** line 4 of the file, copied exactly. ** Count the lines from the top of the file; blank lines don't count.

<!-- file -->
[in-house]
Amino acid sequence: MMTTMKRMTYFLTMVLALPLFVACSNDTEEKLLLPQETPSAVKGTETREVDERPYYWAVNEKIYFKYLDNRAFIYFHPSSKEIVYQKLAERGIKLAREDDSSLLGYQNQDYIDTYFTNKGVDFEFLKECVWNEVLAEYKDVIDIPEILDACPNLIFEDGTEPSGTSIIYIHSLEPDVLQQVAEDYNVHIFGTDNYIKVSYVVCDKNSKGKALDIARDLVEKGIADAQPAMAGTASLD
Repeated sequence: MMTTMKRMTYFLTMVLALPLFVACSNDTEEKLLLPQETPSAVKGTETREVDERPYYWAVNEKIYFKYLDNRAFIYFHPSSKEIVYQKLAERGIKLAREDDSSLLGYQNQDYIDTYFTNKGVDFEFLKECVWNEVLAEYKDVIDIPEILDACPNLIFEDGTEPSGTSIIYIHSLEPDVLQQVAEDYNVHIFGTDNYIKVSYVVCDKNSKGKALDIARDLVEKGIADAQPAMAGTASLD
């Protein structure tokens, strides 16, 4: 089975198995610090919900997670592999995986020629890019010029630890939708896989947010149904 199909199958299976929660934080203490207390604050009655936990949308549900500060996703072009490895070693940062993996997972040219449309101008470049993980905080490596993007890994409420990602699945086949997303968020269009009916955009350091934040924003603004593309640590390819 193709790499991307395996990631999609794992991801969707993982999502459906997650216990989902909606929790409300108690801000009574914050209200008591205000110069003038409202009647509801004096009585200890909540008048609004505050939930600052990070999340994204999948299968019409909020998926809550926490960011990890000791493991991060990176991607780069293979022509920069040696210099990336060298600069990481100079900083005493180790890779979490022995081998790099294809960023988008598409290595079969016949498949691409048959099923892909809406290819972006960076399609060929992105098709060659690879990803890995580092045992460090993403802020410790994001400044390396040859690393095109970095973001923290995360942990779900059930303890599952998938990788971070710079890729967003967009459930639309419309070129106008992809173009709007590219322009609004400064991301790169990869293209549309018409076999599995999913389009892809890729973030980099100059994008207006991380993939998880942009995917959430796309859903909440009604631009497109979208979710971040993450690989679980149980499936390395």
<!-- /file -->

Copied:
């Protein structure tokens, strides 16, 4: 089975198995610090919900997670592999995986020629890019010029630890939708896989947010149904 199909199958299976929660934080203490207390604050009655936990949308549900500060996703072009490895070693940062993996997972040219449309101008470049993980905080490596993007890994409420990602699945086949997303968020269009009916955009350091934040924003603004593309640590390819 193709790499991307395996990631999609794992991801969707993982999502459906997650216990989902909606929790409300108690801000009574914050209200008591205000110069003038409202009647509801004096009585200890909540008048609004505050939930600052990070999340994204999948299968019409909020998926809550926490960011990890000791493991991060990176991607780069293979022509920069040696210099990336060298600069990481100079900083005493180790890779979490022995081998790099294809960023988008598409290595079969016949498949691409048959099923892909809406290819972006960076399609060929992105098709060659690879990803890995580092045992460090993403802020410790994001400044390396040859690393095109970095973001923290995360942990779900059930303890599952998938990788971070710079890729967003967009459930639309419309070129106008992809173009709007590219322009609004400064991301790169990869293209549309018409076999599995999913389009892809890729973030980099100059994008207006991380993939998880942009995917959430796309859903909440009604631009497109979208979710971040993450690989679980149980499936390395």